Enrique Limón is on a mission to save the Caliente mural on the west façade of the nearly 90-year-old, decades-abandoned, California Theatre (1122 Fourth Avenue). Limón started a petition on April 22 when he caught wind of the Historical Resources Board meeting on April 28 to consider the historical designation of the mural along with two others at the same location.
Limón said on April 25, “We were hoping to have 250 signatures by Thursday, but we now have nearly 500. It’s really gaining momentum.”
Limón said about the mural, “This is a 40-by-80 foot love letter to our symbiotic relationship with Mexico at one time. Caliente was an economic and cultural boon in San Diego. It’s a tangible testament of a time before we spoke of building walls.”
The Caliente mural was unveiled in April 1956 by John Alessio of Mr. A’s fame. The “Fabulous 5-10” refers to wagering as well as to where he met his wife, who worked at Kress’ five-and-dime store. At that time, Alessio was the assistant general manager for the Caliente racetrack.
Limón's mission is personal, as his maternal grandfather worked at the original Caliente resort in Mexico. It’s also a reminder of the time his mother met Elvis at the bullfights.
“I do hope that people show up Thursday and speak about what the sign means to them,” said Limón. “It’s a monumental piece of art of a time gone by with a technique that no longer exists. José Jesus Moreno is the artist that painted the roses on the letter ‘C’ in Caliente. Moreno worked for Pacific Outdoor Advertisement Company [creators of the mural]. He also painted the I-8 signs before they were standardized by the city.”
Bruce Coons, executive director of Save Our Heritage Organisation, said, “We received no formal notice. Friday evening [April 22] was the first time I saw that the signs were on the agenda online.”
Coons said that even though the California Theatre was designated on the local historic register in 1990, the signs weren’t addressed at that time.
“The Caliente sign is one of the largest signs of its type left in San Diego county,” said Coons. “The sign is important to most San Diegans. Testimony of what it means to people will be important this Thursday.”
As Coons sees it, “Unlike many historical sites, the Caliente sign transports you back to a different time when crossing the border for entertainment was the norm. It was a time when our relationship with Mexico was good and San Diegans could glimpse celebrities. It tells a historical story that just isn’t possible with most other historic sites.”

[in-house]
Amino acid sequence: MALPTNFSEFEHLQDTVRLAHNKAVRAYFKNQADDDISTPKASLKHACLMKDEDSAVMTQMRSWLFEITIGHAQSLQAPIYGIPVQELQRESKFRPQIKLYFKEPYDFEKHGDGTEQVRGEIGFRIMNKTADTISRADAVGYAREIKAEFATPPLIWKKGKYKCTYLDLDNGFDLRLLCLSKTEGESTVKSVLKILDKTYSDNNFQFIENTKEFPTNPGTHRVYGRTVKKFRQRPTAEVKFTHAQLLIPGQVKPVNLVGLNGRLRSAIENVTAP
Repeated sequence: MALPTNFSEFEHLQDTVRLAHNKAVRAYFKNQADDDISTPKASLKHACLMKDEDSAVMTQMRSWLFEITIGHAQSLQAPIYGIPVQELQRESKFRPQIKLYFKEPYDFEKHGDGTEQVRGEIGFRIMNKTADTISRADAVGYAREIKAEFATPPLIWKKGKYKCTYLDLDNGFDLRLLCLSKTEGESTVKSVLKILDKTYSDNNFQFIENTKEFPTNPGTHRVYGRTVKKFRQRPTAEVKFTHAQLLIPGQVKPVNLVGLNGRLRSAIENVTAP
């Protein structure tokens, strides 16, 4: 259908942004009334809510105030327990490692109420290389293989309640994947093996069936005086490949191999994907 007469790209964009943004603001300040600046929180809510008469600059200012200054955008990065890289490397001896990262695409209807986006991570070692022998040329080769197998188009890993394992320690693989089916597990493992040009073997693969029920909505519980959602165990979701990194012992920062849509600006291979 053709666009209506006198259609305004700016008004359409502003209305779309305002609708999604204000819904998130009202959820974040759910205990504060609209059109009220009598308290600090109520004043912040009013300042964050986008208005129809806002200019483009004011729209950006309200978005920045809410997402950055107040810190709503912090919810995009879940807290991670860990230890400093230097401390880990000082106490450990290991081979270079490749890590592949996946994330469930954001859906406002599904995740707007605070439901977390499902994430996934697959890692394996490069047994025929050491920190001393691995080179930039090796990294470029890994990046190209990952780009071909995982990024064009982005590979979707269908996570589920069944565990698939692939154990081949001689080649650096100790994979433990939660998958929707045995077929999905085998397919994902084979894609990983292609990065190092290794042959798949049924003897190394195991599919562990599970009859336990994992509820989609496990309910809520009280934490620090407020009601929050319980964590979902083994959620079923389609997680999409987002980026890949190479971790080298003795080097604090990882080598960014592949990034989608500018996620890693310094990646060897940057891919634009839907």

Coons said if the board votes against the signs’ historical significance, he will take it to the state and national level.
“The developers have no roots in San Diego. They don’t care what the signs mean to San Diegans,” said Coons. “Three other major offers by major downtown developers have been made that want to incorporate the original elements, but their offers have been declined. The out-of-town developers acquired the property on foreclosure; they got quite a steal, and now they are trying to milk it for all it’s worth.”
The meeting to decide designation is at 1:00 p.m. on April 28 at 202 C Street. Coons said, “A strong turnout will have an impact. One can either speak or fill out a form telling what the sign means to you. It’s important to know that the murals are just the developer’s first step toward attempting to demolish the whole theater to build condos.”
Will public sentiment have any impact on the developer’s plans to demolish the signs and theater?
On April 26, Cyrus Sanandaji (principal at Sloan Capital) said, “No, preservation of the existing theater and tower is not economically feasible.” Sloan purchased the property when it went into foreclosure in 2006.
At the meeting, Sanandaji said he will argue that the signs do not meet any of the criteria for historical designation. If the vote doesn’t go his way, he will appeal the decision to the city council.
When asked if the city had ever fined Sloan in regards to the property’s condition, he said that when approached by city entities over the years, they have been responsive to all requests, although efforts have been time-consuming: he said that even a simple project to secure the building from trespassers and vandals and painting over graffiti took nearly nine months to receive approval.
As far as any offers from local developers to purchase the property, Sanandaji said no such offers exist.